Back in 2015 I posted a question in Stack Overflow, asking how to accomplish something in JavaScript. A few people replied, and in the end, I used a line or two from two or three replies. And after I had someone code review my script, there were some requested changes. The final version was restructured and streamlined.

I want to write a blog article talking about the purpose of the script and how it helps in iterating HTML and CSS development. I use the script at work, and it would be a good article on the company's blog. Since I received help with the script on Stack Overflow, I looked around online to get a clear idea of how I'm supposed to attribute that help. I found that the current license agreement applies to content posted after February or March 2016. I thought I also read that non-money-making uses only need to include the MIT license. However, there was something that said Stack Exchange will look into giving users an option to receive attribution for content created before 2016. But I can't find a final word. It all seems unclear and not final to me.

Can anyone shed some light on what I need to do given my particular usage?

Extra notes: The company's blog doesn't require any subscription or money to read the content, and there is no advertising. But it is a for-profit company. My other option is to open source this script in our company's public-facing open source repository. If these two options dictate different attribution requirements, please discuss.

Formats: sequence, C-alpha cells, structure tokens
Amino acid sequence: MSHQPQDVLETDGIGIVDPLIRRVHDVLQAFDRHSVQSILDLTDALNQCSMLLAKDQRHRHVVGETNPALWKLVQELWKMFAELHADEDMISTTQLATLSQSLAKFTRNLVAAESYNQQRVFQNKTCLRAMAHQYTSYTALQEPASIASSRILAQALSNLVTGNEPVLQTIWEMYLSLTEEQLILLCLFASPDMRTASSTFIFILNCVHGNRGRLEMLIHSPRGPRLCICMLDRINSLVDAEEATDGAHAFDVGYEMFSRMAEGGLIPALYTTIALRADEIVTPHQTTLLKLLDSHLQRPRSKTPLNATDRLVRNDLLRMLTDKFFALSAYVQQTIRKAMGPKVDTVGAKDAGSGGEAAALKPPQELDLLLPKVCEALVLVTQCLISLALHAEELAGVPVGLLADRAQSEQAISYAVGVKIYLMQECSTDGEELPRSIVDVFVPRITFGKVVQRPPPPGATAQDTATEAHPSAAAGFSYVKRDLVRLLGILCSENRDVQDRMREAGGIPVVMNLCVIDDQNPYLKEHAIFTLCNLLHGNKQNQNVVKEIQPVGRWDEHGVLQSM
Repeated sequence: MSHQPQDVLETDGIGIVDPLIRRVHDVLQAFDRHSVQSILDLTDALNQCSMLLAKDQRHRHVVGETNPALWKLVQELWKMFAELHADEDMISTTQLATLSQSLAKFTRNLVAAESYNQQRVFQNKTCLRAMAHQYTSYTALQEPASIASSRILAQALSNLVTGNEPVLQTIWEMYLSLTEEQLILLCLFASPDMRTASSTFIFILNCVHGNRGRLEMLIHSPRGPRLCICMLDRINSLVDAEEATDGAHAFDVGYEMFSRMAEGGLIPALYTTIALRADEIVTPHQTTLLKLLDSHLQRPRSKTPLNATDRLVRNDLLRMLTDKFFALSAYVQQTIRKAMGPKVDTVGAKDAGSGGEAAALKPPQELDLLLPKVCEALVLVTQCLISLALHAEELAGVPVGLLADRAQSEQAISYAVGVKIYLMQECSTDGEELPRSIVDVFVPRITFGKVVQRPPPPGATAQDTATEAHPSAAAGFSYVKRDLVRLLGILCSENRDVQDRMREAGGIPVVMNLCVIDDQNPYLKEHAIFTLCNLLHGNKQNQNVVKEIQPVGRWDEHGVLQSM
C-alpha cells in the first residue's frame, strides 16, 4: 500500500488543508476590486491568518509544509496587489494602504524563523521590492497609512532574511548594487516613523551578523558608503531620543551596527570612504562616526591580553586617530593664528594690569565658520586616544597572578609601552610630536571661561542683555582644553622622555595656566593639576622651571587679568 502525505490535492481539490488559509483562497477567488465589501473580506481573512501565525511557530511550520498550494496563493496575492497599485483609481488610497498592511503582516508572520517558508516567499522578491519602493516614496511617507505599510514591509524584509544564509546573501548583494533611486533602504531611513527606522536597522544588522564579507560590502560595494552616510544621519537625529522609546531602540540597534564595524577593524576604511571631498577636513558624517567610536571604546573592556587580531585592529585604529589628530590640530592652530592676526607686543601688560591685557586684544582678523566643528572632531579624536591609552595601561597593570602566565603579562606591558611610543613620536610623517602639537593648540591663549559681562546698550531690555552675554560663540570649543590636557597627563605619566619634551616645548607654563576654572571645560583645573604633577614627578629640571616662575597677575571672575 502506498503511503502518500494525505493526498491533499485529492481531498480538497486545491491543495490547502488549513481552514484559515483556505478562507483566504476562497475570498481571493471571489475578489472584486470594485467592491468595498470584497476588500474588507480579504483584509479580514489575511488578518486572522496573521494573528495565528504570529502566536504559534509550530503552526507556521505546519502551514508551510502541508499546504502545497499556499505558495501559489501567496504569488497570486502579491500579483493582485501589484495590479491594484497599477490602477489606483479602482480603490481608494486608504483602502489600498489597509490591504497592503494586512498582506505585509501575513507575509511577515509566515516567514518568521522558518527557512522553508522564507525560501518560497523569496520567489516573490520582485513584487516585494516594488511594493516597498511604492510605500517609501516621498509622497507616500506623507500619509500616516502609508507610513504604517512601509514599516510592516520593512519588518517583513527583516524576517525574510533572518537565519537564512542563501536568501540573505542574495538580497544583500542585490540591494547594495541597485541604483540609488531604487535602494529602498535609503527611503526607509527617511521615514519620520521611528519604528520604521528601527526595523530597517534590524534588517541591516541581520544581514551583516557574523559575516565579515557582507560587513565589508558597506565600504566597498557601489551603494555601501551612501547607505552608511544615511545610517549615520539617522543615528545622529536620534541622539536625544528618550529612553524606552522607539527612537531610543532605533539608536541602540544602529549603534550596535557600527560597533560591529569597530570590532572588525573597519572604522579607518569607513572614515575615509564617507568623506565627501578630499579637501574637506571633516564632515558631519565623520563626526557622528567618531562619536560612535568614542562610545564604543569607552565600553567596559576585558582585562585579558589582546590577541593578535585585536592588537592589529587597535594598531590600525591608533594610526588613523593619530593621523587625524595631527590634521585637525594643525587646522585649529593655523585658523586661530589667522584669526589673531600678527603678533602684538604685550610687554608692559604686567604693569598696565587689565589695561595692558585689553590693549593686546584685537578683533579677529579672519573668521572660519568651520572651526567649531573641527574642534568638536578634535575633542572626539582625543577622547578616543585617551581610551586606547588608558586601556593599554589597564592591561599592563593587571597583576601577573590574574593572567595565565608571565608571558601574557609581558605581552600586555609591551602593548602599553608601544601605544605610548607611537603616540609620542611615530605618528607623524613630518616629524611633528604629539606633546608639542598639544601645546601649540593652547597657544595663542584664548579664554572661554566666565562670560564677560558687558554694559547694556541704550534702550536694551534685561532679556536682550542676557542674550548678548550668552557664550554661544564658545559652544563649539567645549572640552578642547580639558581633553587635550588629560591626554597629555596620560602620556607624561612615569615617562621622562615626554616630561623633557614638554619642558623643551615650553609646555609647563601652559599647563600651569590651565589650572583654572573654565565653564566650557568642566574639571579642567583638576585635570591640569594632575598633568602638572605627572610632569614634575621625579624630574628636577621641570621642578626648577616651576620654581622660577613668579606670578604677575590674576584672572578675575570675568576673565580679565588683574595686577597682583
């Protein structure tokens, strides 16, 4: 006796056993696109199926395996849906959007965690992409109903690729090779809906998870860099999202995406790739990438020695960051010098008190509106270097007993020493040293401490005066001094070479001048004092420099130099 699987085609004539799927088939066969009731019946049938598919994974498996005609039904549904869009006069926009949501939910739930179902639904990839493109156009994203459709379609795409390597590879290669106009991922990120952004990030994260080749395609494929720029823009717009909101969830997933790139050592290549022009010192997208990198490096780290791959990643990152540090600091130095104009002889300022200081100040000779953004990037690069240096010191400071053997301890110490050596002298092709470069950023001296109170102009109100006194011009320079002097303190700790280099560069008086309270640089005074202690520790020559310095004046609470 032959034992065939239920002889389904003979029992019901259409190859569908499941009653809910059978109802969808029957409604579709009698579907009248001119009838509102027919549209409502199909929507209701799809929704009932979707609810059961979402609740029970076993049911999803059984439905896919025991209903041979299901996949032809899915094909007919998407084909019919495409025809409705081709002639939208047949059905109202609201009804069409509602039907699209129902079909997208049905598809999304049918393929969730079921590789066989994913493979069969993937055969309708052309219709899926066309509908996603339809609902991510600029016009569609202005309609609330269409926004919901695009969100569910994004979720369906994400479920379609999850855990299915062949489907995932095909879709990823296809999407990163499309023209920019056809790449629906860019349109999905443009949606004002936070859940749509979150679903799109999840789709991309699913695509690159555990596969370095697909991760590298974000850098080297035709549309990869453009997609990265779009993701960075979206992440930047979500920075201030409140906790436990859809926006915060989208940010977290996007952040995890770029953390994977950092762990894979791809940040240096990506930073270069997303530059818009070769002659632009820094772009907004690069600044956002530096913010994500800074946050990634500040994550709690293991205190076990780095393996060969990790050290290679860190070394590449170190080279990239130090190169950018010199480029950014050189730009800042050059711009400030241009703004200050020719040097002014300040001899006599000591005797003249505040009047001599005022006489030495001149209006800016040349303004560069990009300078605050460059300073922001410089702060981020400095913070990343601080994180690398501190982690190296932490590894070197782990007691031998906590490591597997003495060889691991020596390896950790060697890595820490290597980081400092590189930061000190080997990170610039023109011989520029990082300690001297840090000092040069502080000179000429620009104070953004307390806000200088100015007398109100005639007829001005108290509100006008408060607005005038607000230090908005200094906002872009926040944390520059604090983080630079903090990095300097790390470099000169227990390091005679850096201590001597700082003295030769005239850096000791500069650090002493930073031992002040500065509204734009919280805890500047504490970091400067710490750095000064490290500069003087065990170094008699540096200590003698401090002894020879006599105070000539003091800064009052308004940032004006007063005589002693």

1 Answer 1


The MIT license switch which you talked about never really came into effect: a notice at the top of the meta post says:

Update: January 15, 2016

Thank you for your patience and feedback. We're going to delay the implementation for now - we'll be back soon to open some more discussions.

This means that the CC BY-SA 3.0 license still applies. It doesn't matter whether or not your blog is commercial, if you wish to redistribute the changes to your work you must do so under the terms of the license. In other words, you'll have to provide attribution and share your code under the same terms (e.g. by putting it in your open source repository, as you suggested).

Disclamer: I am not a laywer, please don't quote me on this.

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